And since the Midwest offers the aforementioned cost-of-living and lifestyle benefits not present on either coast, early founders can maintain a different type of lifestyle than in San Francisco or New York, and can better support their families while growing their businesses. It seems there is correlation between founders with young families and an inclination to anchor a startup in the Midwest. Unlike Silicon Valley, where a young family can call into question a founder's ability to fully dedicate attention to the business, the ability to raise a well-balanced family and a quickly scaling startup is a badge of honor in the Midwest.

Related: No One Can Match Silicon Valley, But Other Cities Benefit From Fostering Startups

Even though the Midwest has been critical to our success, nothing is perfect. A couple things to consider on the con list include:

1. Lots of travel

The founding and executive team of a startup in the Midwest is going to have to travel a lot. Fundraising meetings will likely still happen on both the West Coast and in New York City. In addition to real budgetary considerations, this can be a distraction to a new business and a constant balancing act to decide who will travel and when.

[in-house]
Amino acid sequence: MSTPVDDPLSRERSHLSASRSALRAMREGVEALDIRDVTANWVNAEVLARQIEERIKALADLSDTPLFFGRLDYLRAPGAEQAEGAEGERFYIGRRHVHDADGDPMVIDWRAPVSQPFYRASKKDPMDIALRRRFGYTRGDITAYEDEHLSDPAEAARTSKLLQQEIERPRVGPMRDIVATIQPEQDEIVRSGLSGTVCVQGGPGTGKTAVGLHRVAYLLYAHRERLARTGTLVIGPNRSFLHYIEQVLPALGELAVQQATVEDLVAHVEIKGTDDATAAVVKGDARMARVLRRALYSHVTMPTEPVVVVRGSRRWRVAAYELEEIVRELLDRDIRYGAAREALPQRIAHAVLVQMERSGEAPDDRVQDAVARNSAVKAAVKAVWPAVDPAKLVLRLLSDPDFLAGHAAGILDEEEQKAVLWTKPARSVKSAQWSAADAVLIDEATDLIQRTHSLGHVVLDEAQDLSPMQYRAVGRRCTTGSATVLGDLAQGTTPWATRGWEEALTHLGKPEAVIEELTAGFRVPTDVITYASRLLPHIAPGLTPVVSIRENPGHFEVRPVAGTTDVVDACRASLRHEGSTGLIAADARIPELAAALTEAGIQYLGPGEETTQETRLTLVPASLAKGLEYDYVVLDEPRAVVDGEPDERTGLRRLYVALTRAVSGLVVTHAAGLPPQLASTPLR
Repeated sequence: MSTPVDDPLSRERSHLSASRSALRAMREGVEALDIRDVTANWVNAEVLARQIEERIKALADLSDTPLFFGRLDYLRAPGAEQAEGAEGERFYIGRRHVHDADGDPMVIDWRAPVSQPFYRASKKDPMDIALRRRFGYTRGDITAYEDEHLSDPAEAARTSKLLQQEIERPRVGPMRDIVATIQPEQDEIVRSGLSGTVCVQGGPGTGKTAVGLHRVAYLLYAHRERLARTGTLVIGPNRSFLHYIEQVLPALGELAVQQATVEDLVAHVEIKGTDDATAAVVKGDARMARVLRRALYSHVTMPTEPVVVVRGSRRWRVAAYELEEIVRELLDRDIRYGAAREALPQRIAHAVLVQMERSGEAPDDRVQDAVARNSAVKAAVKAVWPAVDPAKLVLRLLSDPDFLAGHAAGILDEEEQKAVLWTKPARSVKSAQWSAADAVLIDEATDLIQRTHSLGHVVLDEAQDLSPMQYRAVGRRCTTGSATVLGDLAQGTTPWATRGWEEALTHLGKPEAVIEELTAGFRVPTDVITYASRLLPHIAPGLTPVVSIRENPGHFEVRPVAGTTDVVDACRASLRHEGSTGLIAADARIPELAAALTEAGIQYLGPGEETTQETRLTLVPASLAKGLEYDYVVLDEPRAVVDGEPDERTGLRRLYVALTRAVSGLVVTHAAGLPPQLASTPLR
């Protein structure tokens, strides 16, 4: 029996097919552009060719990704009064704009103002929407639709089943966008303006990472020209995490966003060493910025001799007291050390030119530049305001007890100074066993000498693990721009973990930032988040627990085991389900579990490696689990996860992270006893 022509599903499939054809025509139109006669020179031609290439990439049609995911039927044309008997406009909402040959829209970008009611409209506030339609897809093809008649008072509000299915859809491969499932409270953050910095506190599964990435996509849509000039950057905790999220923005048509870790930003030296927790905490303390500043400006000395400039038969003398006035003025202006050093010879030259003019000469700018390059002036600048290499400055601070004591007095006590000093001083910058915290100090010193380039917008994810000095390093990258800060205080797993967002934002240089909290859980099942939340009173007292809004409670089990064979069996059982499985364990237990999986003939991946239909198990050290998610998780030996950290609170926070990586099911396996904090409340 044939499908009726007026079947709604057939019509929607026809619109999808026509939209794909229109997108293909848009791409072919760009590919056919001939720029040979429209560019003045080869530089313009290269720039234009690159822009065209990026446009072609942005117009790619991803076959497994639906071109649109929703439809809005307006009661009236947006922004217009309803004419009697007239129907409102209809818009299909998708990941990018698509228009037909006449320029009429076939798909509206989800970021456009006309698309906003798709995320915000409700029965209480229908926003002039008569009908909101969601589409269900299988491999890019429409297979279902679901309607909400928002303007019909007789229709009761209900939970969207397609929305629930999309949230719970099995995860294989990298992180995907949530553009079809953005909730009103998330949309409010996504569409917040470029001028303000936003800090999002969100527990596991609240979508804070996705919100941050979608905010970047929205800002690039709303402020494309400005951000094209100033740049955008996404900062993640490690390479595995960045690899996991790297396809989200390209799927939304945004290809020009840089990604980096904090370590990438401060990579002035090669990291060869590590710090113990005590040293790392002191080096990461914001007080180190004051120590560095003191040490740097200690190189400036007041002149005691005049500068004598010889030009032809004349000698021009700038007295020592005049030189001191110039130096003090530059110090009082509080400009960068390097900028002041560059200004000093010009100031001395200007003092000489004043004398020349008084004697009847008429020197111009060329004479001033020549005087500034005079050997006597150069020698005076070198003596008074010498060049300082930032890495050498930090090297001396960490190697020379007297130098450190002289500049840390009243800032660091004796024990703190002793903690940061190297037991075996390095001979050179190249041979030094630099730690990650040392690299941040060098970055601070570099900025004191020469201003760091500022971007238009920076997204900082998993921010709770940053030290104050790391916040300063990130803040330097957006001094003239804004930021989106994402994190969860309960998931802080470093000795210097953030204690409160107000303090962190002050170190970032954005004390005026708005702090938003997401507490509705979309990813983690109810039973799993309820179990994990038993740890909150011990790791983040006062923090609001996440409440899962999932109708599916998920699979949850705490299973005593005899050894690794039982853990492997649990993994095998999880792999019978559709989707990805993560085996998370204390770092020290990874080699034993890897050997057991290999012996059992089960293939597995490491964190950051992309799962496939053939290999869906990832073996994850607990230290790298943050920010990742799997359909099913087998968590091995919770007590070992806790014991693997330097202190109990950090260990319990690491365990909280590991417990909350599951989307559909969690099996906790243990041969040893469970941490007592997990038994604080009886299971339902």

As a practical tip, consider connecting with team members throughout the organization while traveling to keep all in the loop and allow them to experience what a founder's day is like.

Related: How Tech Entrepreneurs Can Excel Outside Silicon Valley

2. Leftover stigma

Despite all the startup activity and investment, some still feel that the Midwest isn't as sexy as a Silicon Valley or New York City. This can make it difficult to recruit talent from places like the Valley, for example. Tilr has overcome this challenge, successfully hiring target candidates, especially those who visit Cincinnati and tilr headquarters, which has that vibrant energy only found in the intersection of innovation and scale. In fact, many talent transplants find themselves surprised by the culture, the culinary arts and nightlife hidden in cities throughout the Midwest.

The benefits, challenges and trends are clear: In the Midwest, startups are popping up faster than ever, investors are acknowledging their potential by infusing significant capital, and talent is fueling this Midwest startup movement by relocating from around the country. As we close out a legacy era of Silicon Valley startup domination, the world is focused on America's Heartland for the next generation of American technology innovation.

Related Video: You Don't Need to Be in Silicon Valley to Grow Your Business